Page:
Summary: Jesus Needs a Break! Depictions of Christ suffering on the cross are common in Christian literature and iconography. Few though are the depictions of Jesus walking around..
Our Gospel reading this morning is from Mark chapter 7, where we come across a Jesus who is tired - tired, I think, to the point of exhaustion.
This is not the sort of depiction of Jesus that is given much attention by the church. I’ve never seen a stained-glass window with an image of Jesus trying to sleep. We see Him suffering on the cross, we see Him doing miracles, acting with compassion, preaching, healing, etc., but I don’t think I’ve ever seen an artistic representation of Jesus trying to get away from people so that he can get some rest, and yet it‘s recorded more than once in the Gospels.
I don’t think it’s just an accidental oversight either, that we don‘t give attention to this. I suspect that the church historically has not wanted to acknowledge the tiredness of Jesus. As early as the second century, people were coming up with stories about Jesus that suggested that he never got tired and never needed to sleep. The same group suggested indeed that he never really ate or drank either, but only pretended to do so lest He scare his disciples!
The Gospel stories though go to some lengths to make clear to us that Jesus both ate and drank, and that He certainly needed rest. Indeed, if you know your New Testament, you know that on at least one occasion He was found to be asleep in the middle of a storm at sea, when everybody really should have been awake! Such stories would suggest that Jesus was capable of sleeping really, really soundly, presumably because He got really, really tired.
In Mark Chapter 7, at any rate, Jesus is tired, and if you read between the lines, you pick up that it is not only that Jesus is suffering the effect of long hours of intense interaction with an enormous number of people. He appears to also be dealing with the fact that his cousin, John the Baptist, has just been executed by that scoundrel King Herod.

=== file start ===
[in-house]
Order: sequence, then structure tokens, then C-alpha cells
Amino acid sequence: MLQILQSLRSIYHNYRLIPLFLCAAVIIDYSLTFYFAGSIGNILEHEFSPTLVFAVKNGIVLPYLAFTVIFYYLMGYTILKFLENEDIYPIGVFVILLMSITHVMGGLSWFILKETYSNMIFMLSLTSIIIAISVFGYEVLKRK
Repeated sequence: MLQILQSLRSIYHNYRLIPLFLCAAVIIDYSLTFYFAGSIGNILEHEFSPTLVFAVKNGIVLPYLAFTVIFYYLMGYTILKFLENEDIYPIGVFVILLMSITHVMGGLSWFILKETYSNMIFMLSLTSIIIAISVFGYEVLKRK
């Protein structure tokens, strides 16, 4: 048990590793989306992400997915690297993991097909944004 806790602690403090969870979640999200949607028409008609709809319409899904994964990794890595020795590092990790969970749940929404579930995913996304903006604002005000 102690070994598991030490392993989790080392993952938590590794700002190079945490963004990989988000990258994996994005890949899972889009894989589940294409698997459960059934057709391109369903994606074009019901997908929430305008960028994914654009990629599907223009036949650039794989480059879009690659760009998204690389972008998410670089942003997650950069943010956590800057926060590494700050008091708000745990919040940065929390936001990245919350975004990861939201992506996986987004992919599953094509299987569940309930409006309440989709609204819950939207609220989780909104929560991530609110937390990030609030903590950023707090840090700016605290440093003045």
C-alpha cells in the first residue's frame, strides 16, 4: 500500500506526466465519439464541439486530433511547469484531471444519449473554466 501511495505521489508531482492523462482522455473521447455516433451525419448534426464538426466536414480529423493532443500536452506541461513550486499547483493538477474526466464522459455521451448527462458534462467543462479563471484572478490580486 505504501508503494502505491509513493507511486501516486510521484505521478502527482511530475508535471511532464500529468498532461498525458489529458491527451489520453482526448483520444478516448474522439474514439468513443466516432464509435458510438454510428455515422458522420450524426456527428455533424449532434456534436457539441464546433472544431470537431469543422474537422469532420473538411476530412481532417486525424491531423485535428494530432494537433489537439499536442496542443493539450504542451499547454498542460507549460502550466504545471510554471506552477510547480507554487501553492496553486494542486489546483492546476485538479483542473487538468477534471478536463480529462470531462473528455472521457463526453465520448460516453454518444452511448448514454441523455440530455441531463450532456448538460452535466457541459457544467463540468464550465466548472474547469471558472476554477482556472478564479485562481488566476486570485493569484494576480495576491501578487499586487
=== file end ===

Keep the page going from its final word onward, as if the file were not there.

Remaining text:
Of course we can’t get inside the head of Jesus to know how this really affected him, but we do know that Jesus loved John. Jesus said of His cousin “no man, born of woman, was greater than John!” Yet Herod, you will remember, had presented the head of John the Baptist to his daughter-in-law as a dinner gift.
We know that Jesus loved John, and we know that when Jesus heard about John‘s death, He said to His disciples, “Come away by yourselves, to a lonely place, and rest a while” (6:31). Evidently it affected Him deeply.
If you’ve been following the story through Mark’s Gospel though, you’ll know that Jesus’ attempt to find a lonely place on that occasion was frustrated by a large crowd that managed to beat him to the remote location that He was heading for. Even though Jesus deliberately got into a boat in order to get away from the crowd, that crowd accurately guessed where Jesus was going, and was waiting for him there when he got there!
That story was in Chapter 6, and Jesus, we are told, had compassion on those people. He worked with them, He taught them, and He fed them!
And then He made a second attempt to get away from them - even to get away from His disciples this time - sending them off in the boat while He Himself went ‘into the hills’ to pray. But it was the distress of His disciples on that occasion - who were having another calamity at sea - that forced Jesus to postpone that time-out.
And so we come across Jesus in our Gospel reading today, making a third attempt to try to get some rest for Himself. And we’re told that He heads off into the region of Tyre and Sidon - part of the region of Southern Lebanon, if we go by today’s map.
Then as now, Southern Lebanon would not have been a popular vacation spot for well-to-do Jews. It’s point of attraction could only have been that it was remote and that it was the sort of place where no self-respecting Jew would follow Him. And yet a local woman finds him, and asks Him to heal her daughter. But Jesus tells her to go away. Indeed, he tells her to go away in rather strong terms, apparently referring to her as a dog!
Now I don’t want to dwell too long on that detail today. Some preachers see it as their role to sort of apologise for the way Jesus treats this woman or, at least to explain Jesus’ words in a way that makes them seem less offensive. I’m conscious of the fact that the Gospel writer didn’t see any need to do that.